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London Olympic computer system warms up for 2012 Games

Testing has begun on the computers that will keep the 2012 London Olympics running, jumping, diving and trampolining.

On your marks, get set, goto! Stress testing has begun on the computer systems that will keep the London 2012 Olympic and Paralympic Games running. And jumping, and diving, and throwing, and rowing and pedalling and wrestling and shooting and trampolining and swimming and winning.

Olympic chairman Seb Coe fired the starting pistol yesterday for IT boffins from Atos Origin to race through 200,000 hours of testing. A mini mock-up of the 34 Olympic venues has been created in a 2,000sq/m technology lab in Canary Wharf, where all manner of scenarios will be tested in advance. The system needs to be able to guard against problems from power failure to flooding to announcing the wrong results.

When the torch is lit to signal the start of the London Olympics, 900 servers, 1,000 network devices and 9,500 computers will be working overtime. Results will be flashed to scoreboards, commentators and spectators faster than Usain Bolt. Even before that, the system has to process the thousands of volunteers and officials, sponsors and press, as well as athletes coming to the games.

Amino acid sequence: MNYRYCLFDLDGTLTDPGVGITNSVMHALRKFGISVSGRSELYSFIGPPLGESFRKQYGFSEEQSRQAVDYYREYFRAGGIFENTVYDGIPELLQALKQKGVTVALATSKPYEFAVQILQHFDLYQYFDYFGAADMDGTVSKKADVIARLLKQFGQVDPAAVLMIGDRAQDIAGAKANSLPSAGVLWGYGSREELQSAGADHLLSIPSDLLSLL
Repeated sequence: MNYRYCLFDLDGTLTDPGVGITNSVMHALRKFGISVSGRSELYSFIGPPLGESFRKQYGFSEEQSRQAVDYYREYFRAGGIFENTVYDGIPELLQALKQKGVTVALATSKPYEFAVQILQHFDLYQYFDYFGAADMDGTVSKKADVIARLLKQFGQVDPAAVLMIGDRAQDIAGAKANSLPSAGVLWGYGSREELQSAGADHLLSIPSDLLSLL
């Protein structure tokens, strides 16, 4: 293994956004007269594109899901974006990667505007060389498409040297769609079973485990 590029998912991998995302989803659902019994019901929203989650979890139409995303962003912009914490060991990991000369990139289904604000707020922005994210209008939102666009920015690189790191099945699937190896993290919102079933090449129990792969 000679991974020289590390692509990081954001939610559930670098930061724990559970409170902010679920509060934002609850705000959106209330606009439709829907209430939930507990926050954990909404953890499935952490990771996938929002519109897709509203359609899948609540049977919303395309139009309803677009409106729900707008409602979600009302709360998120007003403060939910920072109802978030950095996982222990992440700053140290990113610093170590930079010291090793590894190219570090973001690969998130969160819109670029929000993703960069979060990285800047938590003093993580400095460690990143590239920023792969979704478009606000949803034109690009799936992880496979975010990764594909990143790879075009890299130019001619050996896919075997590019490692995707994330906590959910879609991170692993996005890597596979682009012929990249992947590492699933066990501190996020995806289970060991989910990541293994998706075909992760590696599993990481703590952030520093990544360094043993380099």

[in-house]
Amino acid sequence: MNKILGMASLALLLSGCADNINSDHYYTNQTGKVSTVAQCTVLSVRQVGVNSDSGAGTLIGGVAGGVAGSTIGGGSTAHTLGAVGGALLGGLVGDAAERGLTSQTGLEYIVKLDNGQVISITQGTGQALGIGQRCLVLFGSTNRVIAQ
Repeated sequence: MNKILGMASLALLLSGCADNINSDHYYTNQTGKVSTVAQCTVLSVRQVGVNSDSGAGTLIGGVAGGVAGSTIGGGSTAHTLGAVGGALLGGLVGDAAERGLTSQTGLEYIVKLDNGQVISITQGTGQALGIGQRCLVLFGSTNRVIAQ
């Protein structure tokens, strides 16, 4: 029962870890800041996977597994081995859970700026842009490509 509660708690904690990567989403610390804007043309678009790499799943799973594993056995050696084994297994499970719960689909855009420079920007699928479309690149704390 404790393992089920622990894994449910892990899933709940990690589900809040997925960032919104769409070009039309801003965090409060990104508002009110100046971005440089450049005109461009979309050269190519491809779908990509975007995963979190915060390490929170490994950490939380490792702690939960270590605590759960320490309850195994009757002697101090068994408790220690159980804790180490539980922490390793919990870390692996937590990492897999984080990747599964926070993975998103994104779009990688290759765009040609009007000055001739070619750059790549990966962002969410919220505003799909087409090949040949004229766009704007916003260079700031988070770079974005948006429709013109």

Other companies involved in the project include BT, Cisco, Panasonic, Acer, Samsung and Omega. A separate security and emergency system, the National Olympic Coordination Centre, is also set to be in place in March with a large-scale emergency drill scheduled for September.

Tickets go on sale on Tuesday 15 March 2011 and the games kick off on 27 July 2012, with the Paralympics following on 29 August. The Olympics are a deadline for assorted technology projects, from 3D Freeview TV to mobile phones on the Tube. It's also likely to drive television sales, as World Cups and royal weddings have done since the Coronation in 1953 brought TVs into many homes. Could the Olympics be the event that sees 3D TV sprint-finish into our living rooms?